Rip: 00:18:00 And when my father started this in 1984, there were no statins that were out there. Right. But at some point when they introduced them, uh, I think his analogy was, um, you know, eating whole food plant based is your belt. And then just, you know, just to ensure, I’m going to give them a little low dose of statuses, like the suspenders. Um, but yeah, and so 15 years, 20 years, and now the, they’re starting to die and they’re in, the cool thing is they’re not dying of heart disease. They’re not dying of major cancer. They’re dying of other things related to old age and they’re in their nineties plus. Right. So, and one of his, his, uh, you’ll appreciate this, one of his first initial round of patients was Merlin Murphy of Murphy’s oil soaps. Right. One of my first main sponsors of me as a track athlete back, you know, in 1988, 89, 1990. And of course, you know, I got that in because of my father and his relationship with Merlin Murphy. And they ended up selling, uh, Murphy oil soap to Colgate Palmolive. I think it was in like 1993 or 1994 for like 120 million. Right. And, uh, and then Colgate Palmolive is part of the, the transition. They kept up their sponsorship of me for like another two years.
Brad: 00:19:26 Nice. Yeah. Yeah. So that time frame corn side coincides with you, uh, emerging from all American swimming career at UT right here in town in Austin, uh, going onto the pro circuit and, and making it go out of it. So I guess was that, were you instant buy in to this, uh, dietary stuff that probably wasn’t happening at UT mess hall. Right. And then now you’re, you’re checking back in hometown Cleveland. Now you gotta be a peak performing athlete. That’s your job every day for the next decade plus. So did you go right into this, uh, nutritious, colorful plant based diet?
Rip: 00:20:03 So I was at UT on a swimming scholarship from 1982 to 1986. While I was there, I was also eating at the athletic dining room. Uh, you know, the, yeah, the athlete, the athlete, the, the athletes dining hall. And it wasn’t just swimmers. It was the football players. It was the basketball players. It was the baseball team. It was the tennis team, the golf team, a lot of these scholarship athletes. And it was, it was truly an abomination. I mean, it was steak, chicken, fried steak, chicken breasts. Uh, I should say it’s an abomination for a right. Somebody that now is hopefully plant based and it was full fat. You know, it was bacon, it was eggs, it was full fat dairy products. You mean the only salads they have are a little romaine salads. Uh,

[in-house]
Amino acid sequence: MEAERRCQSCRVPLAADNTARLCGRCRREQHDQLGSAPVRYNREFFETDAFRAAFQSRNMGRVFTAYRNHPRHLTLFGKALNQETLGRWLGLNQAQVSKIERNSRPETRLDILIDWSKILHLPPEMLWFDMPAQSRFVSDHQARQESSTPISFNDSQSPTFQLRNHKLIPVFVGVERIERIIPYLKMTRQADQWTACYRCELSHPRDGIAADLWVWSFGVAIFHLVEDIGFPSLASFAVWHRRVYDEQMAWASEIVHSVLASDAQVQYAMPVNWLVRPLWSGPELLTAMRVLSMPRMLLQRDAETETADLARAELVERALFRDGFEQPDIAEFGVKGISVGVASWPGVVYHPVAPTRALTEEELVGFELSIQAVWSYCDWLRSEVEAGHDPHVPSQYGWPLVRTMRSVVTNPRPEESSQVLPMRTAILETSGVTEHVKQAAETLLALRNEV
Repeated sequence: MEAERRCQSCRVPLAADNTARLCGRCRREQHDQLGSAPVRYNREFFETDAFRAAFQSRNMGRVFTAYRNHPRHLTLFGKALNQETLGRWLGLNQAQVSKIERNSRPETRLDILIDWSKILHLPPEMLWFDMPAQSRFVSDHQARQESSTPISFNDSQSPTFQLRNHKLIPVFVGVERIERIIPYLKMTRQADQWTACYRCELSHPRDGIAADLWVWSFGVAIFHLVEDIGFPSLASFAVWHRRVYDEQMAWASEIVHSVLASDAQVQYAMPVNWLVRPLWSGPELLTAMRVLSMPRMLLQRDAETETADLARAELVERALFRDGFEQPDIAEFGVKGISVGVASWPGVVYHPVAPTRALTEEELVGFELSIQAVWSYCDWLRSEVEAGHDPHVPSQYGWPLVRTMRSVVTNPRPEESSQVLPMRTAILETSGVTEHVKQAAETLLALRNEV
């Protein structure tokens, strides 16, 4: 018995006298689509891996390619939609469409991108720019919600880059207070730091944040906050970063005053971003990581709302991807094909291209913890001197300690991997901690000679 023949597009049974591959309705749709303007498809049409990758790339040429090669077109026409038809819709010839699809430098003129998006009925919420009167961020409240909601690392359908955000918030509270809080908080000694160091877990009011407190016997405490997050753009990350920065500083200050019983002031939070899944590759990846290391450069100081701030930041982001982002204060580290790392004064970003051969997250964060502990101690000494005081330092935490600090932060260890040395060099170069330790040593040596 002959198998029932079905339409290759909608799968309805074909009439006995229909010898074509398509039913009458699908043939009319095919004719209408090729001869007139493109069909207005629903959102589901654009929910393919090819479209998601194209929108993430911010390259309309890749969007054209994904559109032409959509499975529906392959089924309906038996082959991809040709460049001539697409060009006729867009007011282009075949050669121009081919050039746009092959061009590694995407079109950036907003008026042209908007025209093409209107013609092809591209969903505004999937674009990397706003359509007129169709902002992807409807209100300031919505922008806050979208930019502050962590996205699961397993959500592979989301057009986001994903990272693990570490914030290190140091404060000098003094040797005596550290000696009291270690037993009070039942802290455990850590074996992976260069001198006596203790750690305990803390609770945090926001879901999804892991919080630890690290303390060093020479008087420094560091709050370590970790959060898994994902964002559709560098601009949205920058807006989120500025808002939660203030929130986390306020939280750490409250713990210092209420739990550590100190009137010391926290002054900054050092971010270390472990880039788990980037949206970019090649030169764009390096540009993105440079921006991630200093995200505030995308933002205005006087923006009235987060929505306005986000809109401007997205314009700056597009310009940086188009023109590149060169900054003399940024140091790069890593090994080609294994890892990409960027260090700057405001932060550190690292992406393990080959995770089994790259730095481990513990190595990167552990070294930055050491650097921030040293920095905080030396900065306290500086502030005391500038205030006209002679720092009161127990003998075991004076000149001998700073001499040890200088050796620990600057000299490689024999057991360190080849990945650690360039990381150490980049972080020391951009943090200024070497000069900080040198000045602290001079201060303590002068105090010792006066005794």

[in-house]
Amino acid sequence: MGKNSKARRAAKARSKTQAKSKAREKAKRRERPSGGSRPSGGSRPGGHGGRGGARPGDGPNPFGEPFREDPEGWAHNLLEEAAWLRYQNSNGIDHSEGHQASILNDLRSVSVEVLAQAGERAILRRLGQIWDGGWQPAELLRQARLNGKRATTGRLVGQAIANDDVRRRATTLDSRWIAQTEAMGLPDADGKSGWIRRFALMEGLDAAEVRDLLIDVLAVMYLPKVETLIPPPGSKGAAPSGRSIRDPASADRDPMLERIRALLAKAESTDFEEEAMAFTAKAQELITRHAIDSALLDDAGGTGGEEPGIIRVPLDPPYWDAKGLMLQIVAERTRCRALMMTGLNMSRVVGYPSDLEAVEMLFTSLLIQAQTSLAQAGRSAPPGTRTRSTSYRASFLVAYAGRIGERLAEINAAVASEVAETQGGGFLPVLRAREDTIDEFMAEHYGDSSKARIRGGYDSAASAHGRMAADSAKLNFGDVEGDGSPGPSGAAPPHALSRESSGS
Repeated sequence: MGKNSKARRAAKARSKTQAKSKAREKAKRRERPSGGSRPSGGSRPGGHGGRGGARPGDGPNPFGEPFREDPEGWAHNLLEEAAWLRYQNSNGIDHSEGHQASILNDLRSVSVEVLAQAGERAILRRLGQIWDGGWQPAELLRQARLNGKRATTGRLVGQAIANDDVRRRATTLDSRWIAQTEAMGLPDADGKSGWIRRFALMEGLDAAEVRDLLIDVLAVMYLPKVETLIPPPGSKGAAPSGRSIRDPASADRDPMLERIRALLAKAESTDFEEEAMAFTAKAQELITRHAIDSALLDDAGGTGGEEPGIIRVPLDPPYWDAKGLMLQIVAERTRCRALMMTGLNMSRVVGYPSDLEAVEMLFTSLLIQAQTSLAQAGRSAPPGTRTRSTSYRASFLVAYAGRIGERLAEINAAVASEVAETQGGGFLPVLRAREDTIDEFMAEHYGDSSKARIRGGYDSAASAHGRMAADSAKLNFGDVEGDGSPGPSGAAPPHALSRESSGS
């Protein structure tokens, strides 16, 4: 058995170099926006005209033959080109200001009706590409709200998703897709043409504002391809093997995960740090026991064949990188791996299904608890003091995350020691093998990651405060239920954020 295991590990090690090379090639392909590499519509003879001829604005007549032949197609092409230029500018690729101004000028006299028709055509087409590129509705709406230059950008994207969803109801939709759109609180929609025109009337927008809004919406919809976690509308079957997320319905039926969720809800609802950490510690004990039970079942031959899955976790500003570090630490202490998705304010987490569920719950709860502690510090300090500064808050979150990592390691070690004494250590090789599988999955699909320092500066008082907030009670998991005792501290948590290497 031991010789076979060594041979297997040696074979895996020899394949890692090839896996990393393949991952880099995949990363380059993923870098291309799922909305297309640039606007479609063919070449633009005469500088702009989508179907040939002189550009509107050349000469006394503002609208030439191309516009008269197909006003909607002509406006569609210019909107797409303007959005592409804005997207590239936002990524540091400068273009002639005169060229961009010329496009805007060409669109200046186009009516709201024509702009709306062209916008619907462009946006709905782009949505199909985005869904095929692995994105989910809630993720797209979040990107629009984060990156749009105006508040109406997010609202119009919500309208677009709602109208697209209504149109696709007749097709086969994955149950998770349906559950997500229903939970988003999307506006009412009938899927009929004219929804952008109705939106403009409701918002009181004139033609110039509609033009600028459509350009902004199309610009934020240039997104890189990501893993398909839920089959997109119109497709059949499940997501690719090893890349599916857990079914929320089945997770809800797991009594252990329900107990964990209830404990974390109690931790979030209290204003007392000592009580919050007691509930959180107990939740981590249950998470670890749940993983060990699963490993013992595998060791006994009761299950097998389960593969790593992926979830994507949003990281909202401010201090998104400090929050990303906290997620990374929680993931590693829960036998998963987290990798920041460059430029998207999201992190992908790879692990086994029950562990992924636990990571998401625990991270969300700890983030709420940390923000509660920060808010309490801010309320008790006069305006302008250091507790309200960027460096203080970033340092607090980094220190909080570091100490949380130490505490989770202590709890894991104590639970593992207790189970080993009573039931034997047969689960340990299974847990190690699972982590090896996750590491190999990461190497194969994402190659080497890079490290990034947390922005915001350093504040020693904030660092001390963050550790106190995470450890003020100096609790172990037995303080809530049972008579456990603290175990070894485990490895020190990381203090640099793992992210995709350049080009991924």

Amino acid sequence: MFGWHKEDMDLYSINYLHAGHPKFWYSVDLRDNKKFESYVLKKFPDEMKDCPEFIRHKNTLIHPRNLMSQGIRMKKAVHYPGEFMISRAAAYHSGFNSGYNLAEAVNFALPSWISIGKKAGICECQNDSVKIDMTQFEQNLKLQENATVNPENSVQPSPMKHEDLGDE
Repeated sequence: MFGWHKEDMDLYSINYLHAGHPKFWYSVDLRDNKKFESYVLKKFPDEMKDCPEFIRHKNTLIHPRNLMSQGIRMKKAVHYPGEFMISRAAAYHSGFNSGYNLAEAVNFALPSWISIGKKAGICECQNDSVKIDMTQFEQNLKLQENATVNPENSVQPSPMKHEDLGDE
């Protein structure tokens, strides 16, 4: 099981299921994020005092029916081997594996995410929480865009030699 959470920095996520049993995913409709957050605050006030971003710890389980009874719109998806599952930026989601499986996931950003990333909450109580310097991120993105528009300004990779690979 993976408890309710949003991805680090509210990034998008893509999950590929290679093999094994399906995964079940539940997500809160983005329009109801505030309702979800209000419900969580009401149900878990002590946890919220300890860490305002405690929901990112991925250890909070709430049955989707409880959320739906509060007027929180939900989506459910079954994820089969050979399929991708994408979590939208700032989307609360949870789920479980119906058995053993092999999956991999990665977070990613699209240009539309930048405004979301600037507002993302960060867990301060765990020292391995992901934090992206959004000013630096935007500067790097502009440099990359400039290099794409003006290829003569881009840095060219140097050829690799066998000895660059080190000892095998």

Rip: 00:20:48 you know, if there was any vegetables, they were swimming in butter and oil, you know, and lard. So, you know, looking back, it was not the optimal diet to fuel these athletes, but it’s amazing what you can get away with when you’re 18, 19, 20, 21.
Brad: 00:21:05 Usain Bolt and chicken McNuggets and world records or chicken nuggets. Yeah.
Rip: 00:21:09 Is that, is that Michael Phelps?
Brad: 00:21:11 Usain Bolt.
Rip: 00:21:11 Oh, Usain Bolt.
Brad: 00:21:12 and then Phelps, his famous story in USA today over this 12,000 calorie breakfast of all that refined carbohydrates. But yeah, I think burning it off gives you some leeway.
Rip: 00:21:23 Well I always heard that Usain Bolt what fueled his, uh, you know, his speed according to his father was the, uh, the Jamaican sweet potato. He was that he was a big fan of,
Brad: 00:21:34 that’s probably his life lifetime of reared on that Island natural food.
Rip: 00:21:39 Yeah, exactly. Yeah, exactly.
Brad: 00:21:41 Then he goes and sees the chicken McNuggets he goes crazy and it’s like this stuff’s great. [inaudible].
Rip: 00:21:46 the hyper amounts of salt, sugar, fat. Yeah. He couldn’t help himself.
Brad: 00:21:51 Um, sugar and fat together is the thing that hijacks the pleasure center in the brain, right? Where you know everything that’s pairing and like the Twinkie and the Ding-Dong and the junk food ice cream is, is that assault to the senses of sugar and fat. Cause we’re not, we’re not genetically adapted to that. We didn’t have that in nature.